Peripheral Vascular Stents Present Billion-Dollar Opportunity

Maria Fontanazza

November 1, 2006

4 Min Read
Peripheral Vascular Stents Present Billion-Dollar Opportunity


Figure 1. Revenue growth in U.S. peripheral stent and stent grafts.(click image to enlarge)

Coronary stent manufacturers could benefit by tailoring their devices for use in the peripheral vascular region. According to a Frost & Sullivan (Palo Alto, CA) report, peripheral vascular disease is an underserved market that presents a billion-dollar opportunity for stent manufacturers. Increased awareness and reimbursement of preventive screening measures that lead to the use of peripheral stents will also push growth in the market.

The U.S. Peripheral Vascular Stent and Stent Grafts Market analysis reports the sector had revenues of $855.8 million last year. As these stent procedures become the gold standard for treating peripheral vascular disease, revenue is projected to hit $1.153 billion by 2012 (see Figures 1 and 2). The devices included in the report are abdominal aortic aneurysm stent grafts and carotid, femoral-popliteal, renal, biliary, and iliac stents.

In general, the success of coronary stents has triggered interest in peripheral stents, says Venkat Rajan, industry analyst for the medical device team at Frost & Sullivan. Both large and small companies should be able to take advantage of the market opportunity. However, large manufacturers, such as Boston Scientific and Johnson & Johnson, could have the upper hand because of costly development and product familiarity. “When interventional and endovascular surgeons are picking a device to use, they tend to prefer the most familiar one,” says Rajan. “In the renal, iliac, and biliary market, which is a little more mature than the other ones, you see a lot of off-label device use.”

Figure 2. The U.S. peripheral stent and stent graft market revenue forecast, 2004–2006.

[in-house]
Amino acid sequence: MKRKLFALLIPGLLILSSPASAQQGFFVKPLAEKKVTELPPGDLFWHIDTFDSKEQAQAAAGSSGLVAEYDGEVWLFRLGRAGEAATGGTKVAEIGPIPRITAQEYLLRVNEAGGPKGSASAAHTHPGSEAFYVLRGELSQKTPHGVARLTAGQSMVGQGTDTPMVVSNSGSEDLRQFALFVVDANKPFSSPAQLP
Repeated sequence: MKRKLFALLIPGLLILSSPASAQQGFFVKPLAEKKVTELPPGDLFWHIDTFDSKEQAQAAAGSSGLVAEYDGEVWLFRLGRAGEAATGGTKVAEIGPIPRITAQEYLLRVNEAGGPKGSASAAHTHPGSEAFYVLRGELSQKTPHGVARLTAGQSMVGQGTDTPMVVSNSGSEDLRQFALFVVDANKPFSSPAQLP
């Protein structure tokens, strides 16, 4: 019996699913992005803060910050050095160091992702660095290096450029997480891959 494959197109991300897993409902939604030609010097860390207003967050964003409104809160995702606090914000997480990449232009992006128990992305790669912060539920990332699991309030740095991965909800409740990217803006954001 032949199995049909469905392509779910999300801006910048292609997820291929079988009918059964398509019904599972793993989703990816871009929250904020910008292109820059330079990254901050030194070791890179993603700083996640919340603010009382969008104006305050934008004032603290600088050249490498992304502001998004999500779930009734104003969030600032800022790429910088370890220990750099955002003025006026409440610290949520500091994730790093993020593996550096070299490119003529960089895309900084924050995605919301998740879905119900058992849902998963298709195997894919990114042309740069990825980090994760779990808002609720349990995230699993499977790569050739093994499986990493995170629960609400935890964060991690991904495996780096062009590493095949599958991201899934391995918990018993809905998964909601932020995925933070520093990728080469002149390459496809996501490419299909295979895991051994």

According to Rajan, the carotid stents have the highest growth potential. Previously when stenting procedures were performed, there was a risk that dislodged emboli could travel into the microvasculature of the brain and cause a rupture. The development of embolic protection filters and capture devices has solved this problem and has prompted growth in the sector. When the device is used in conjunction with the filter, it captures the emboli.

The acquisition by Abbott Laboratories of Guidant's vascular business makes it the main player in this market. Last year, it received FDA approval for the Xact Carotid Stent and Emboshield Embolic Protection System. The company then gained Guidant's Acculink carotid protection system and Accunet embolic protection system earlier this year. Boston Scientific also has an agreement with EndoTex Interventional Systems Inc. (Cupertino, CA) to use its Filterwire embolic protection device with EndoTex's carotid stent. Rajan adds that a couple of companies are poised to enter this market soon.

New methods of screening for abdominal aortic aneurysms (AAA), a condition labeled a silent killer, will push the use of AAA stent grafts. “There was a lot of interest when these devices were first introduced, but then the market leveled out a bit,” says Rajan. “Improved screening and approval from Medicare on these procedures is spurring usage of these devices. The imaging side has also improved device placement and accuracy.” Major AAA stent graft market players are W.L. Gore & Associates Inc. (Newark, DE), Medtronic Inc. (Minneapolis), Cook Inc. (Bloomington, IN), and Endologix Inc. (Irvine, CA).

Another factor that could affect peripheral vascular market growth is next-generation devices with drug-eluting capabilities. The concept for devices that treat coronary arteries could be transferred to the peripheral arteries. However, there are different design challenges when dealing with the peripheral vasculature.

“It's completely different than a blockage in the coronary artery,” says Rajan. “In the lower limbs, occlusions can be longer than 20 cm. They're also located between muscles and bones, so there's a lot of movement, which can cause stent displacement or fracture.” Peripheral vascular devices need to be more flexible and more versatile than their counterparts in the coronary market. It's possible that experienced stent manufacturers could take advantage of this prospect in the future.

Copyright ©2006 Medical Device & Diagnostic Industry

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